@Andy Marrow: You see chaos, but I see a sense of order. The alignment of the planets, the location of the sun, the shapes of mass that distinguish different galaxies from one another and the beautiful colors each of these extraordinary objects omit. Just because one doesn’t understand the objects, why they are there and they way they function, doesn’t mean it is chaotic.

    1
  12. 12

    OK, this was below the normal level of Smashing. The captions are merely copied and pasted from the original pages, without even making them grammatically match the new context. Furthermore, most of us have probably seen a lot of these pictures before, so they’re hardly fresh inspiration. Who hasn’t seen the photo of Aldrin on the moon?

    -5
  13. 13

    A little off topic for something to be posted on SM…. Not hardly website inspiration, and kindof a wasted read. Wonder how much someone got paid to copy all of that from other websites. That can also effect SEO for SM. Guess someone was desperate for content. Try harder next time, but thanks for the effort.

    -4
  14. 14

    Cool

    -1
  15. 15

    boring

    -10
  16. 16

    Good lord, some of you people are hard to please.

    I think the pictures are lovely.

    3
  17. 17

    BEAUTIFUL….!!!!!!!!!!!!!!!!
    AMAZING …. !!!!!!!!!!!!!!!!!!!!!!!!!!!!!!!
    MIND BLOWING … !!!!!!!!!!!!!!!!!!!!!!!!!!!
    GREAT WORK SM & Vailancio Rodrigues…..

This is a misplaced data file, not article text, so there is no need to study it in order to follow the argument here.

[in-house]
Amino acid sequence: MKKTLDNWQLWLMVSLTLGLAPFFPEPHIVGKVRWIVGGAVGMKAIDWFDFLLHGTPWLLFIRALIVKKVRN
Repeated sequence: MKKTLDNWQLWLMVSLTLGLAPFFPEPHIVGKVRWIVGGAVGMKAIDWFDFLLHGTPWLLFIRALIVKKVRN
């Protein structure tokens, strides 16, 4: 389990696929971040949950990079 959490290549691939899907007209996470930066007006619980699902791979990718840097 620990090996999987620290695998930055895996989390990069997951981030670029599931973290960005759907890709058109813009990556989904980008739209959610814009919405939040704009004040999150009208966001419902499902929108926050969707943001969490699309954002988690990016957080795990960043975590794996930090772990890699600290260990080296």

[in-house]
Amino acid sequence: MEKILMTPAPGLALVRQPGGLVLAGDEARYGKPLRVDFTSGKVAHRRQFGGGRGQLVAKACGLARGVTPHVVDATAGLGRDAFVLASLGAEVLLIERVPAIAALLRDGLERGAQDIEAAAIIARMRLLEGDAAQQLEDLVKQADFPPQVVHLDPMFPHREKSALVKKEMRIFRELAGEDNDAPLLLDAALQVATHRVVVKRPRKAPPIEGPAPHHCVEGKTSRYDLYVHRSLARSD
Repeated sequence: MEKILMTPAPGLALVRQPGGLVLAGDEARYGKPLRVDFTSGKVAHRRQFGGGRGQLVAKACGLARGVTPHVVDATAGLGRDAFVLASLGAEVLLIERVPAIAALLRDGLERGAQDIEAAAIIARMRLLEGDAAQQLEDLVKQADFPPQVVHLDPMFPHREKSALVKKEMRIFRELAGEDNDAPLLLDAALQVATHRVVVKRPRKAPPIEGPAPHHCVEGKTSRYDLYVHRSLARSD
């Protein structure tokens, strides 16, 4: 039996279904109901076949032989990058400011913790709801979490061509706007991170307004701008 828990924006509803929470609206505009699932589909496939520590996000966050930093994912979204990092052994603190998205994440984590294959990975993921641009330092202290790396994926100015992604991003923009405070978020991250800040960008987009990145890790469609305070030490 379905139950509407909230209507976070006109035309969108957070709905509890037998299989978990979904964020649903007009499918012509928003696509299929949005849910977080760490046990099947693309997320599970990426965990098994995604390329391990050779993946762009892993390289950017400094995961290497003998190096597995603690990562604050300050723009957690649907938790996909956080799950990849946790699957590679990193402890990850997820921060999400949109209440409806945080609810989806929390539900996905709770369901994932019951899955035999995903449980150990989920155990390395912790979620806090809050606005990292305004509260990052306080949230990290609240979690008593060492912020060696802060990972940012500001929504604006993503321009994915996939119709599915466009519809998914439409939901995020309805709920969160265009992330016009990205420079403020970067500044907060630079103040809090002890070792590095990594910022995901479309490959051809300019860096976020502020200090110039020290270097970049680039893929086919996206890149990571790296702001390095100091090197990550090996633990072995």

keep it up!!!

    1
  18. 18

    Outstanding.

    1
  19. 19

    Where are the Pillars of Creation and the Horsehead nebula?

    @Andy Marrow: are you saying that there’s no beauty in chaos?

    1
    • 20

      Great Photos!!

      Just a small correction. You put “Astronaut Ed White performs the first space walk” and while he was the first American to perform a space walk in fact Alexey Leonov was who completed the first ever space walk.

      Cheers

      -1
  20. 21

    I read your comments. Thanks for commenting and correcting.
    Well the article which was delivered to Smashing Magazine is different from what has been published. May be because
    • there were not many photos
    • there was not much text
    • SM was not satisfied with my short article.
    SM worked more on the post adding those extra images and the text.
    Sorry…
    I will try to contact the chief editor to sort out this matter and assure you that in future you will get highly inspirational articles.

    0